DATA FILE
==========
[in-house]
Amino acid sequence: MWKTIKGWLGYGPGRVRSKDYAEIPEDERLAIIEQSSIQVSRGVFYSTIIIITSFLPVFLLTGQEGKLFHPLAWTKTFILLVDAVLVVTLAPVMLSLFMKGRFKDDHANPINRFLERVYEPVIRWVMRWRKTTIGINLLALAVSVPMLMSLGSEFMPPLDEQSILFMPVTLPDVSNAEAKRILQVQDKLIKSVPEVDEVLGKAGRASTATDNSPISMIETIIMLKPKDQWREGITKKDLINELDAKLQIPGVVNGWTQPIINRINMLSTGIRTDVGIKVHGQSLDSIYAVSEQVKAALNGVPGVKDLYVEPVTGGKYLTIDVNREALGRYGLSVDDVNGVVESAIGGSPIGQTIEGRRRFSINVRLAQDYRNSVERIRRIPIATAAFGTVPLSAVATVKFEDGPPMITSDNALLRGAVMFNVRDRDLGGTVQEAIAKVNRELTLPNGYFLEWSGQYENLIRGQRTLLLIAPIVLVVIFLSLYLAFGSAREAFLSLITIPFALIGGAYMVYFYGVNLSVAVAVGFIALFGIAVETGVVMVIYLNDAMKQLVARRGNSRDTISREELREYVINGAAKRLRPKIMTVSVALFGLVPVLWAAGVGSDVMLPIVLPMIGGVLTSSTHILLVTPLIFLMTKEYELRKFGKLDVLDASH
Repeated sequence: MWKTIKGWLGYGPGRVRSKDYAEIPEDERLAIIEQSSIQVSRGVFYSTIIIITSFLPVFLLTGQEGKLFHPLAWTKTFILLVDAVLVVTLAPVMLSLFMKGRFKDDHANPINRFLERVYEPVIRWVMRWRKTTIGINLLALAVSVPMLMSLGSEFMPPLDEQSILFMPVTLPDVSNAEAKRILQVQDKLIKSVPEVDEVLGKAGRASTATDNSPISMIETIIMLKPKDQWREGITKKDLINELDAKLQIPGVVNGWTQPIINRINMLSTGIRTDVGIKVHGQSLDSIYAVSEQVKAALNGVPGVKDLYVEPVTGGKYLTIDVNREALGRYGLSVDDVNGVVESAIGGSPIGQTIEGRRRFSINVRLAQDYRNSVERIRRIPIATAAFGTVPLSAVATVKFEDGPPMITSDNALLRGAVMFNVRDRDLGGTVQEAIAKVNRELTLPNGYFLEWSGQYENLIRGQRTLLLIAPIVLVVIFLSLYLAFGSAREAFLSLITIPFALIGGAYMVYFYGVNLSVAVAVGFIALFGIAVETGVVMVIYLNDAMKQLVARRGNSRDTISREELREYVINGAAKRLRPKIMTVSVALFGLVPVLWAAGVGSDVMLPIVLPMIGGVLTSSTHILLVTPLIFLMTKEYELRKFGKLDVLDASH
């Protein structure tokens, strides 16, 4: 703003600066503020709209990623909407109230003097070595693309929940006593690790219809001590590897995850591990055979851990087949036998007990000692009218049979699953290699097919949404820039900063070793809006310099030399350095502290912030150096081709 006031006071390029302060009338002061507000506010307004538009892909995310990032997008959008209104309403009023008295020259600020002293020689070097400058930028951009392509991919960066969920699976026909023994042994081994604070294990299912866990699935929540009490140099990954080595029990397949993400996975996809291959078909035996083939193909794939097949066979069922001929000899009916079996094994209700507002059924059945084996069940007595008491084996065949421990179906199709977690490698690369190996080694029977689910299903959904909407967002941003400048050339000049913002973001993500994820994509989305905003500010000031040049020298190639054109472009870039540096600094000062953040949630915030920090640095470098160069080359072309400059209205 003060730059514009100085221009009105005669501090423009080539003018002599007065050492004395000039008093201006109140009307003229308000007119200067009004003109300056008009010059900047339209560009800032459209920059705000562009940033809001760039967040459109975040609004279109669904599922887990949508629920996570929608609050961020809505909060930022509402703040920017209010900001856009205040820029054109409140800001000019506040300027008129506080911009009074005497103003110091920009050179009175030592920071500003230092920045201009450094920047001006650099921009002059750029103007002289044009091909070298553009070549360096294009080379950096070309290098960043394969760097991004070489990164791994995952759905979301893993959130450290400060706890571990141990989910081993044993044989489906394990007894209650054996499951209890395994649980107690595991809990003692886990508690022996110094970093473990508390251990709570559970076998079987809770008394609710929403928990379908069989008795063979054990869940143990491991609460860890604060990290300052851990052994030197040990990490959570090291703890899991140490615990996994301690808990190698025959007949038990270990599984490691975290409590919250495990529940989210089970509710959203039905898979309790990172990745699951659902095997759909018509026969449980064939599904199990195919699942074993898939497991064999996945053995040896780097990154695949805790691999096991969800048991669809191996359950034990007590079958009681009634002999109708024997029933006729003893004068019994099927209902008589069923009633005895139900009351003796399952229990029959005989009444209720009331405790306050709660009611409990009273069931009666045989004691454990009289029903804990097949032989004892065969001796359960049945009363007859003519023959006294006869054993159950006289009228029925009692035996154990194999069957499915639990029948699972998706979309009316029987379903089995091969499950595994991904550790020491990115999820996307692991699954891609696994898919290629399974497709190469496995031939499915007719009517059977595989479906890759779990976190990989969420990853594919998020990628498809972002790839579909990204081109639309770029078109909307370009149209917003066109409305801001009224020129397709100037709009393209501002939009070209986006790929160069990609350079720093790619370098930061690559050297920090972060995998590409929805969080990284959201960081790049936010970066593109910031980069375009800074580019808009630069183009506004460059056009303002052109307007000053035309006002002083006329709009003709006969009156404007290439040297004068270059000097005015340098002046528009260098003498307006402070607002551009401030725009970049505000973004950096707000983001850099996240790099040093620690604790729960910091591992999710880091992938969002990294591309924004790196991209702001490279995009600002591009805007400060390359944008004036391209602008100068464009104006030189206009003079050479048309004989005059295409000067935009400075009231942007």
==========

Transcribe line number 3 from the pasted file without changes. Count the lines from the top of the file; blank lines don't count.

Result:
Repeated sequence: MWKTIKGWLGYGPGRVRSKDYAEIPEDERLAIIEQSSIQVSRGVFYSTIIIITSFLPVFLLTGQEGKLFHPLAWTKTFILLVDAVLVVTLAPVMLSLFMKGRFKDDHANPINRFLERVYEPVIRWVMRWRKTTIGINLLALAVSVPMLMSLGSEFMPPLDEQSILFMPVTLPDVSNAEAKRILQVQDKLIKSVPEVDEVLGKAGRASTATDNSPISMIETIIMLKPKDQWREGITKKDLINELDAKLQIPGVVNGWTQPIINRINMLSTGIRTDVGIKVHGQSLDSIYAVSEQVKAALNGVPGVKDLYVEPVTGGKYLTIDVNREALGRYGLSVDDVNGVVESAIGGSPIGQTIEGRRRFSINVRLAQDYRNSVERIRRIPIATAAFGTVPLSAVATVKFEDGPPMITSDNALLRGAVMFNVRDRDLGGTVQEAIAKVNRELTLPNGYFLEWSGQYENLIRGQRTLLLIAPIVLVVIFLSLYLAFGSAREAFLSLITIPFALIGGAYMVYFYGVNLSVAVAVGFIALFGIAVETGVVMVIYLNDAMKQLVARRGNSRDTISREELREYVINGAAKRLRPKIMTVSVALFGLVPVLWAAGVGSDVMLPIVLPMIGGVLTSSTHILLVTPLIFLMTKEYELRKFGKLDVLDASH